Thank you for this! I’m not surprised by any of your answers – except that I had hoped you’d gotten more sponsorships! But your approach is very reasonable. And I love it when people are transparent about their finances.

    • Tsh Oxenreider

      Actually, I’m glad we didn’t get more sponsors! There’s a cost to that, for sure, so I pick and choose those sparingly. We coulda done more, but we’ve stuck to this so far, and it’s been good.

  5. Allie

    This is SO cool, Tsh. Like really really neat. I really appreciate the specific total cost, too. It’s not like living in the US with kids is free, either, so it’s not an insane amount considering the amazing experiences you and your kids are having. Plus, life is NOT about having the most in the bank when you die.

  6. Diane Twinamatsiko

    Do you really mean $50,000 total for all the expenses of this trip? Or were you referring to travel expenses only i.e. Plane tickets, traveling from place to place? The $50,000 includes your food, lodging, and excursions as well???

    • Tsh Oxenreider

      Just the plane tickets.

      • Diane Twinamatsiko

        Ok, that’s what I thought. Thanks for your reply.

  7. Joel Torres

    So much envy has taken over me. A large trip savings will now be implemented in our monthly budget. Then, a few years from now, you’ll see pictures and postings of our adventure that we’ll constantly day was inspired by your family!

    • Tsh Oxenreider

      YEAH we will!

  8. Diane Twinamatsiko

    My husband is from Uganda, and I have traveled there five times. I’m So excited to see more of your pictures from Uganda and hear about your experience there! After the expensive plane tickets, and always staying with family for free, our other expenses have still always added up quickly.

    • Tsh Oxenreider

      I’ll get there eventually! I find it easier to process different places after I leave them, sometimes weeks later. I still need to post about New Zealand, which was mid-December! I’m not worried about this at all, though… All this to say, I’ll get to Uganda in all good time. 😉

      • Diane Twinamatsiko

        Oh, I understand! Especially about the spotty internet access, too. Blessings on the rest of your trip. It’s so cool and so inspiring!

  9. Emily Gomes

    Do you have any travel health insurance or something like that for emergencies, or do you just keep an emergency fund available?

    • Tsh Oxenreider

      We have a basic med-evac type of policy in emergency situations, but for the most part, we just pay out of cash this year (not that we’ve needed to yet, except for a few minor medicines!). In general, healthcare tends to be much cheaper in other countries anyway. In Thailand, our daughter had a minor ear infection: two doctor visits and a prescription-grade antibiotic cost less than 20 bucks.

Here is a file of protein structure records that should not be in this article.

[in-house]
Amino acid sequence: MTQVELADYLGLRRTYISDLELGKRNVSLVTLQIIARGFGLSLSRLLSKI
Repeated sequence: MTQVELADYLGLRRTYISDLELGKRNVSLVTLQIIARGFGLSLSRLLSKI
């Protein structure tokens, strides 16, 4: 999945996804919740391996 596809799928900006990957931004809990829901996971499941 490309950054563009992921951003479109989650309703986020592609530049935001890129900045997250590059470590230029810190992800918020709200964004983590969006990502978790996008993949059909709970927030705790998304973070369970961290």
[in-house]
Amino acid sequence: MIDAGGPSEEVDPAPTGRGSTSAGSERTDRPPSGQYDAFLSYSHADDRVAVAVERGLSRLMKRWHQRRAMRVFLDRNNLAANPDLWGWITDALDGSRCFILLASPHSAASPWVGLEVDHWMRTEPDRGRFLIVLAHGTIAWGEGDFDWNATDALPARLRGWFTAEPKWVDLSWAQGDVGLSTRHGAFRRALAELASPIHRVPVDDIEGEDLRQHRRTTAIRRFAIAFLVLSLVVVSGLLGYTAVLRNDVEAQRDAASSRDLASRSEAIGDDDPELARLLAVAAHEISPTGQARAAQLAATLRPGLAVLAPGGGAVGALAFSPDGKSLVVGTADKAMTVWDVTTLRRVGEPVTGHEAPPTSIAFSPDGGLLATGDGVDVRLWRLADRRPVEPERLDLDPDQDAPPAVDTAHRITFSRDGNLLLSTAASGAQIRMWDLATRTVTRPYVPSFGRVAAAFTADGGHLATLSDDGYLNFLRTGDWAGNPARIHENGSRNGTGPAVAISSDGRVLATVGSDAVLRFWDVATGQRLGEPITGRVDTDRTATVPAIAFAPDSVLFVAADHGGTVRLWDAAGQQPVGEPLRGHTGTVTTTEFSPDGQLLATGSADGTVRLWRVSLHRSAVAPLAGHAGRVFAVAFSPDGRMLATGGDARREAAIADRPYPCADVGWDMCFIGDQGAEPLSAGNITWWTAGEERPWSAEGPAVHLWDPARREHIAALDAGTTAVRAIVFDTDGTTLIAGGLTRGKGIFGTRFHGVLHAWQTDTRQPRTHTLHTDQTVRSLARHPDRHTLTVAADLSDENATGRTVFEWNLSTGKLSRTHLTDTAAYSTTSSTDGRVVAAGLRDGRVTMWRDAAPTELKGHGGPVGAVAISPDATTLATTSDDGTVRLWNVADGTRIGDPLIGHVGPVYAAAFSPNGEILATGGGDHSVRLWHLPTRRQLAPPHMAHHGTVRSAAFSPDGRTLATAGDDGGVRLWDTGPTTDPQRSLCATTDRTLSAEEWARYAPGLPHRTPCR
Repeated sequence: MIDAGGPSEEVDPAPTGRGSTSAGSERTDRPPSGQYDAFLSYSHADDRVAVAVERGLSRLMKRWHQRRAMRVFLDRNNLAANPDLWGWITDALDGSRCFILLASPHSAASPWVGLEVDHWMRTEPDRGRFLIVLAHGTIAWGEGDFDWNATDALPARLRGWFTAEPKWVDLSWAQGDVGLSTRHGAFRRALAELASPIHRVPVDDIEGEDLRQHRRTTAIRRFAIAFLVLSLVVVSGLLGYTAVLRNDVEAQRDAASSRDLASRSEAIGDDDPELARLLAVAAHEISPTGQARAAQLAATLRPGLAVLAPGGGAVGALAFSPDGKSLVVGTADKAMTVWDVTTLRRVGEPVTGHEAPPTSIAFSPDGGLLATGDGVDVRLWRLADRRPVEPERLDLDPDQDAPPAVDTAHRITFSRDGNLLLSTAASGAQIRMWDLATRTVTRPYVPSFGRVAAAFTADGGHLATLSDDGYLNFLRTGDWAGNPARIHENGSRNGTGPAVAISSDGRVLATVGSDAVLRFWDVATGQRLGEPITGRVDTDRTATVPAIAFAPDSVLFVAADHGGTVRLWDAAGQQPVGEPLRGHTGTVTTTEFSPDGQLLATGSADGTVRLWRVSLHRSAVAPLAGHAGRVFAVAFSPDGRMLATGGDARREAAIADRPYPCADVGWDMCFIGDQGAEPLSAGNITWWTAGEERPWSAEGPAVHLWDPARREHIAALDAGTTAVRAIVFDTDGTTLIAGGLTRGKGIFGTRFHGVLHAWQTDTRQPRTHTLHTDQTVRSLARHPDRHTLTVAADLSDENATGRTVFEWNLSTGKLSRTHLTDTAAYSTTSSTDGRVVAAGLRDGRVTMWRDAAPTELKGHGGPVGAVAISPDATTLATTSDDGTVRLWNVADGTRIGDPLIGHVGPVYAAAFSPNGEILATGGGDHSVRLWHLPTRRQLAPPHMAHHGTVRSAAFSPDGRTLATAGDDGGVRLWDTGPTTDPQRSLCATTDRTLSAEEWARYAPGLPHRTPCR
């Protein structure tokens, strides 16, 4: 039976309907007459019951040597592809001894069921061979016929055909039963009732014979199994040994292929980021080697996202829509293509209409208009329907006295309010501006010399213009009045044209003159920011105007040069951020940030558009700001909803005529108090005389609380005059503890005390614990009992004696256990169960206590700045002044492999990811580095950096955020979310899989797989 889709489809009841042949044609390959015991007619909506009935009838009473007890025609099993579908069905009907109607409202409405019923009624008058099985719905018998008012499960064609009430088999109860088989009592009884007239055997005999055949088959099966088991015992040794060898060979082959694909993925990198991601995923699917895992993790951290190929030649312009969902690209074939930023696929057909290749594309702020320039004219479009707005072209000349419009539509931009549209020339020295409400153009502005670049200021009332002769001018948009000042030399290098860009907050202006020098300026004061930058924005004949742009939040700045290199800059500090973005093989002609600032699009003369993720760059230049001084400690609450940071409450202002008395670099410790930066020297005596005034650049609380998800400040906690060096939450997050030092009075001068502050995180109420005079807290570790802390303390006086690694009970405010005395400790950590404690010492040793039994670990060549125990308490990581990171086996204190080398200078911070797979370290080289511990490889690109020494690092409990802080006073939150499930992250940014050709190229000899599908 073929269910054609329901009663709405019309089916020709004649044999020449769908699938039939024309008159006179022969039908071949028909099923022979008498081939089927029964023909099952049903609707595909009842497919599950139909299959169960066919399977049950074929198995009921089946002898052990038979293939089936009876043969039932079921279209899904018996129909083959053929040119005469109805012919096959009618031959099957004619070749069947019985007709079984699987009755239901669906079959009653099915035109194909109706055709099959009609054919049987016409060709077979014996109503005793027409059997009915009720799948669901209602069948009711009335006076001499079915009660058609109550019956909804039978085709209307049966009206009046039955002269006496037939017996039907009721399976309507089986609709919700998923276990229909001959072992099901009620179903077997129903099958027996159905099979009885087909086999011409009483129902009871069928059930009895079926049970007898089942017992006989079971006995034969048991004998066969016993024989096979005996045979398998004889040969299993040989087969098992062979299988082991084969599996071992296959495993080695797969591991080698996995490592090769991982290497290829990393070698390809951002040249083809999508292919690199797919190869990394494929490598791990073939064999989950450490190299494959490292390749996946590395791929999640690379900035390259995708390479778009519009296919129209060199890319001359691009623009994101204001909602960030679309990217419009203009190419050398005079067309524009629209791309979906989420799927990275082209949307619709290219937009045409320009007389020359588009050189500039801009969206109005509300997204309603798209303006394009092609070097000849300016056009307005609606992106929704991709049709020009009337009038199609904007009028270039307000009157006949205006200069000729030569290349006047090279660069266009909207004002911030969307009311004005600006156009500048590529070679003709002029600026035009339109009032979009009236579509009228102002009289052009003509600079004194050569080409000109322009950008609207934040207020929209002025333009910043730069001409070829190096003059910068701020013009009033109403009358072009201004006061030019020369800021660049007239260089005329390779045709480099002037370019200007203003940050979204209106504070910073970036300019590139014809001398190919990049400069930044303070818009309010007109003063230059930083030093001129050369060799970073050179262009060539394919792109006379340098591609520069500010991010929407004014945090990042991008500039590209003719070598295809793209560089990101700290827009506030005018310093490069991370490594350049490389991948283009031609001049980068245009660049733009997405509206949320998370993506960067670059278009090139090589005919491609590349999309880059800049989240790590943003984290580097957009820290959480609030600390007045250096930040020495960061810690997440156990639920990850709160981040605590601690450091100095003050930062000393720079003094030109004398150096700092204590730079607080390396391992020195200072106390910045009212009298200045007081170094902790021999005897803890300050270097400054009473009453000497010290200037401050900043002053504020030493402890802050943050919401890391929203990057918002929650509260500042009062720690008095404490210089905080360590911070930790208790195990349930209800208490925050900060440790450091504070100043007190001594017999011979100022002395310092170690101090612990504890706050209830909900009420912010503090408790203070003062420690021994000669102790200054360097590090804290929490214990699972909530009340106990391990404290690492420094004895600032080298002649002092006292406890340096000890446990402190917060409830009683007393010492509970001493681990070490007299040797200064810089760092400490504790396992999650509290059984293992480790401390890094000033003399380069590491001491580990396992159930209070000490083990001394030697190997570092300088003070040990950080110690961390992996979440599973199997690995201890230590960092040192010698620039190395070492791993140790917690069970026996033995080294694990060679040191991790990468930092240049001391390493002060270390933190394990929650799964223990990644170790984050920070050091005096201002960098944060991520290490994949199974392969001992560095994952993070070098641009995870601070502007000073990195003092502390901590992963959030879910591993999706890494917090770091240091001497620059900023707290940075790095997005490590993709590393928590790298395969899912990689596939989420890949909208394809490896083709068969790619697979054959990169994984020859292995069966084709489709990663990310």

10. Katie Clemons

    Excellent thoughts, Tsh! I think it’s very easy for us to look at what someone else is doing as an additional cost to the life we lead. We don’t think of the sacrifices other people make.

    My family constantly gets asked about flying back and forth between Germany and the US. We don’t have smart phones, pets, TVs and cable, Netflix … I think those choices alone covered the tickets. 😉

    Keep writing. Keep sharing. I love it.

  11. Melissa

    Thanks for sharing this, Tsh! I am single with a modest income, but I am able to do a lot of travelling because of every day choices. I get a lot of people asking me how I am able to do it and the truth is, it is just about choices. I keep my day to day expenses low and it has allowed me to have some pretty amazing experiences! I hope that I can continue with this lifestyle, one day when I have a family. Thank you for being such an inspiration!

  12. Laura Hildebrandt

    How truly blessed you and your family are to experience a time like this. Most people will never have these chances, so it is wonderful of you to share with us. I am truly enjoying following you through your travels. God bless you all.

  13. Sharon Holbrook

    So interesting and helpful re the travel….yet I couldn’t help but be distracted by the intuitive format of your to-do list. Fascinating!

    • Tsh Oxenreider

      Ha! It’s basically mind mapping. 🙂

  14. Brooke McAlary

    Come on now, our place was pretty fancy! 😉

    This is a really great insight into what it takes to pull a trip like this together. It’s not as easy/straightforward as the surface would suggest.

    • Tsh Oxenreider

      SUPER fancy. You have a trampoline! (And now whenever we go to a new guest house, the 4-year-old says to his siblings, “Guys, bad news—no trampoline here, either.”) 😉

  15. Jesse Hoover